Computers are awe-inspiring devices that enable us to identify an unknown weed or find the best nearby place to have dinner in seconds. Computers can do complicated calculations quickly and accurately. What they cannot do however, is tell us what questions are worth asking and how much time and treasure we should put into answering them.
This week I am attending the first Midwest Climate and Agriculture Workshop. The workshop is organized and/or sponsored by the Midwest Regional Climate Center, the National Oceanic and Atmospheric Administration, US Department of Agriculture, the National Integrated Drought Information System, and the University Corporation for Atmospheric Research.
The value of this workshop is that it brings together climate scientists, soil scientists, agronomists, Extension specialists and educators, risk managers and others. Our hosts asked us to share climate-related questions pertaining to our work . Michigan State University Extension educator Mark Longstroth asked several detailed questions clearly demonstrating hand-in-glove relationship between fruit production, weather, and climate. His questions dealt with small changes in wind speed and direction that affect the distribution/drift of different pesticides; changes in wind speed and dew point that affect frost damage to crops; and of course, changes in precipitation timing, form, and quantity in the short- and long-term.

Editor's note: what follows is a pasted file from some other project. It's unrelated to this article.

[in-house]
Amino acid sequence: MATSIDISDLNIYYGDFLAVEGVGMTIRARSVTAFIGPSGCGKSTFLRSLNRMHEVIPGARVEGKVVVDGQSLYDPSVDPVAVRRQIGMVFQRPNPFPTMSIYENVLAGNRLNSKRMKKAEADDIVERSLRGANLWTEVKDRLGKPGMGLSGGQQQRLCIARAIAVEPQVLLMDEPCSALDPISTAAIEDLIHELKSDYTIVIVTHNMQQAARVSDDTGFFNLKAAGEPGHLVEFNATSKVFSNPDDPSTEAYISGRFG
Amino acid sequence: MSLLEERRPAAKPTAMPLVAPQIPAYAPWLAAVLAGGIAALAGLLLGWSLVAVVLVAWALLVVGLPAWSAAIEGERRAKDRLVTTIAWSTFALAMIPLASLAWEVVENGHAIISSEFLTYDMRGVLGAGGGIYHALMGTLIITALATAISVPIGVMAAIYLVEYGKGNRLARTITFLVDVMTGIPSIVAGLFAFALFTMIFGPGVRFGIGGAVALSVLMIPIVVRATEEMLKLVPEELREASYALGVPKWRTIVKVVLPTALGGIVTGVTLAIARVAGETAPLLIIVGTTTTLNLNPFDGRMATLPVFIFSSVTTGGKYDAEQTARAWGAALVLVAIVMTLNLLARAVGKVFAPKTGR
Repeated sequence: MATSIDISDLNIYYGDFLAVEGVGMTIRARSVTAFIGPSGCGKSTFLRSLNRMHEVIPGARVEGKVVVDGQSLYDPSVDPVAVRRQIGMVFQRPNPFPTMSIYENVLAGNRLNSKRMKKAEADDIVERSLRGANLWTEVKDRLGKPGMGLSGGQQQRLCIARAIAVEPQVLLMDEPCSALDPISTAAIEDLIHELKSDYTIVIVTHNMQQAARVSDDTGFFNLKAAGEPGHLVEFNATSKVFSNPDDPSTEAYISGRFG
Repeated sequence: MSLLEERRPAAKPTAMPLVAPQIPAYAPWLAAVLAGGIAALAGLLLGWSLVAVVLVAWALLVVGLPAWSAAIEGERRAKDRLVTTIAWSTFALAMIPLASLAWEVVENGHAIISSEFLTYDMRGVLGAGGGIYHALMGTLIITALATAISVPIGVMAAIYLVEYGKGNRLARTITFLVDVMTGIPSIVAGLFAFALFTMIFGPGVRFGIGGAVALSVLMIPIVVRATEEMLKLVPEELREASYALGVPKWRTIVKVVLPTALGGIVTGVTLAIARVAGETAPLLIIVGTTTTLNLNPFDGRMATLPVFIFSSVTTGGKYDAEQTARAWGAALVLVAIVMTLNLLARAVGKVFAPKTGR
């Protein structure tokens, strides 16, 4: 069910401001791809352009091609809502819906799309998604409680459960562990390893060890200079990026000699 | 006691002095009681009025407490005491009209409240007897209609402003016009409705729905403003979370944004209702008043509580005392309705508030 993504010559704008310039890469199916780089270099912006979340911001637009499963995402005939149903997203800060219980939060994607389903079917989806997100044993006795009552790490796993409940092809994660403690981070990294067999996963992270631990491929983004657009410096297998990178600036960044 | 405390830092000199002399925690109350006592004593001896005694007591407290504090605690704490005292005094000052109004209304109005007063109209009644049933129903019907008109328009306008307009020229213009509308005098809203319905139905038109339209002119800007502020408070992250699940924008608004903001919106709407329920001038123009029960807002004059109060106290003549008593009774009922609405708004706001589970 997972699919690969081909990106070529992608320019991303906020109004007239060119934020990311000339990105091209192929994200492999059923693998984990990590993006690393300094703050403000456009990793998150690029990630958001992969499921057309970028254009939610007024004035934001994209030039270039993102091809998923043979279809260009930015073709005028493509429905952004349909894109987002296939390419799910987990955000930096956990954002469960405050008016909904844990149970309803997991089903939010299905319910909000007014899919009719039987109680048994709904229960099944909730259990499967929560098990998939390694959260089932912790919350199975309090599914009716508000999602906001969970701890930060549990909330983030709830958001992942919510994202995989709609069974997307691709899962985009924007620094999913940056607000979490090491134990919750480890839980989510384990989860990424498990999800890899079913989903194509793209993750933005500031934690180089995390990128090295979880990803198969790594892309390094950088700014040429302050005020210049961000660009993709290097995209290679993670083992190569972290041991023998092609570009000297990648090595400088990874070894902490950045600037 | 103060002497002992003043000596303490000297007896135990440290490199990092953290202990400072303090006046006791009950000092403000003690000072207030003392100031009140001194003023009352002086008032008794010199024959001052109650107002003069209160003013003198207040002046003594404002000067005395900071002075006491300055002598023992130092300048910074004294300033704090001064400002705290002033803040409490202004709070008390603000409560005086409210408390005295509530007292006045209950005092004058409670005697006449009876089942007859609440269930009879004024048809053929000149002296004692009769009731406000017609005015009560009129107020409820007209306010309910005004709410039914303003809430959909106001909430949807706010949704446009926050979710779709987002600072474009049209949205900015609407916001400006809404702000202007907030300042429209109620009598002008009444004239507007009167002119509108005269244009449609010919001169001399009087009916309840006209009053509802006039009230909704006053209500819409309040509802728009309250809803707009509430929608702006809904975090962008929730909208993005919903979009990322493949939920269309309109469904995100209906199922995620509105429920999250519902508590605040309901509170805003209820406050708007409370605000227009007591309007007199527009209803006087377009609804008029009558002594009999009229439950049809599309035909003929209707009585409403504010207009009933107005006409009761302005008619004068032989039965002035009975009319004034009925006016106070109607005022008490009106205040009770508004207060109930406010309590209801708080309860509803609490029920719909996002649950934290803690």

Extension educators like Mark can integrate a large amount of information quickly and in ways that are most useful to farmers, agricultural advisors, and other “end-users” of science. Similarly, they can present the needs of farmers so that scientists and agencies can apply their skills in ways that are most likely to get incorporated into farmer decision-making.
While we need computer models and decision support tools to help us make sense of the massive amount of information available to us, we still need talented, experienced people to help us understand the right questions and put that information into a human context. Particularly with complex and sometimes contentious conversations about agriculture and climate, it’s great to see that the power of Extension educators and specialists is being tapped to translate science to success.